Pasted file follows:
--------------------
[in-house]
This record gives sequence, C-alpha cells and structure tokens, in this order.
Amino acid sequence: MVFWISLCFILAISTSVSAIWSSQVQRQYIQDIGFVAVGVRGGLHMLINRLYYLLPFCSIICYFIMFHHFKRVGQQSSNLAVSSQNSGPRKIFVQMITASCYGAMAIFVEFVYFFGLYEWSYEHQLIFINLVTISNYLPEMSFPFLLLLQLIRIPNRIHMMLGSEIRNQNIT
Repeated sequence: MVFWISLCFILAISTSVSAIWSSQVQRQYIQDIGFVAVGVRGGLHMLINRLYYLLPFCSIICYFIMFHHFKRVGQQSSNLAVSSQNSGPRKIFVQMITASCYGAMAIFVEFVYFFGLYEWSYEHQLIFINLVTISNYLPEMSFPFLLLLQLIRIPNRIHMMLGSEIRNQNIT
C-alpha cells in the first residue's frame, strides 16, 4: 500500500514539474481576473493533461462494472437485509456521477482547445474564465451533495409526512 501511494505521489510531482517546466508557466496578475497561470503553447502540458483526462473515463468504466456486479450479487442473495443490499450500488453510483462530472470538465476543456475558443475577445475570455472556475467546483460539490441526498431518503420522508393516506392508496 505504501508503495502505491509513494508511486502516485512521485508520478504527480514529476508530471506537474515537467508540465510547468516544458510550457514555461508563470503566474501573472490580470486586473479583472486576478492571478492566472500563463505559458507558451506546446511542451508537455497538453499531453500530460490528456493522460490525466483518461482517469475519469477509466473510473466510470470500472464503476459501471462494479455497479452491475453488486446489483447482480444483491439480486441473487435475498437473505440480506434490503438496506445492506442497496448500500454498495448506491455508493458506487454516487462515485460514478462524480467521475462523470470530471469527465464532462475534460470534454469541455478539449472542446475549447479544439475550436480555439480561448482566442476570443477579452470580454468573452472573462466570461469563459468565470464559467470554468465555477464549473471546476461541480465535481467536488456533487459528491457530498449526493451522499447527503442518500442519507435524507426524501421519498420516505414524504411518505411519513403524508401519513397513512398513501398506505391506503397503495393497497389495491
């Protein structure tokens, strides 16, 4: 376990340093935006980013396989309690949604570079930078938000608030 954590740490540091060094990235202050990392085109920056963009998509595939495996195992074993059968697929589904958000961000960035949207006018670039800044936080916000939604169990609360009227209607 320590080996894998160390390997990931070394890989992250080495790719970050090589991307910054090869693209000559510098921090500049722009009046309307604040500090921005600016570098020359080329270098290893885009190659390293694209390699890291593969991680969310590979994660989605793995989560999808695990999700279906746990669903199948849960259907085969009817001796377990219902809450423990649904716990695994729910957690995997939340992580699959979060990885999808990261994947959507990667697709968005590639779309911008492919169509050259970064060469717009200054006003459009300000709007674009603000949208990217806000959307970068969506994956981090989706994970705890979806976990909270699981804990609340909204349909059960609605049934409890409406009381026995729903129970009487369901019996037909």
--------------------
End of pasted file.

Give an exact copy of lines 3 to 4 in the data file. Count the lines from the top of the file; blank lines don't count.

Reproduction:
Amino acid sequence: MVFWISLCFILAISTSVSAIWSSQVQRQYIQDIGFVAVGVRGGLHMLINRLYYLLPFCSIICYFIMFHHFKRVGQQSSNLAVSSQNSGPRKIFVQMITASCYGAMAIFVEFVYFFGLYEWSYEHQLIFINLVTISNYLPEMSFPFLLLLQLIRIPNRIHMMLGSEIRNQNIT
Repeated sequence: MVFWISLCFILAISTSVSAIWSSQVQRQYIQDIGFVAVGVRGGLHMLINRLYYLLPFCSIICYFIMFHHFKRVGQQSSNLAVSSQNSGPRKIFVQMITASCYGAMAIFVEFVYFFGLYEWSYEHQLIFINLVTISNYLPEMSFPFLLLLQLIRIPNRIHMMLGSEIRNQNIT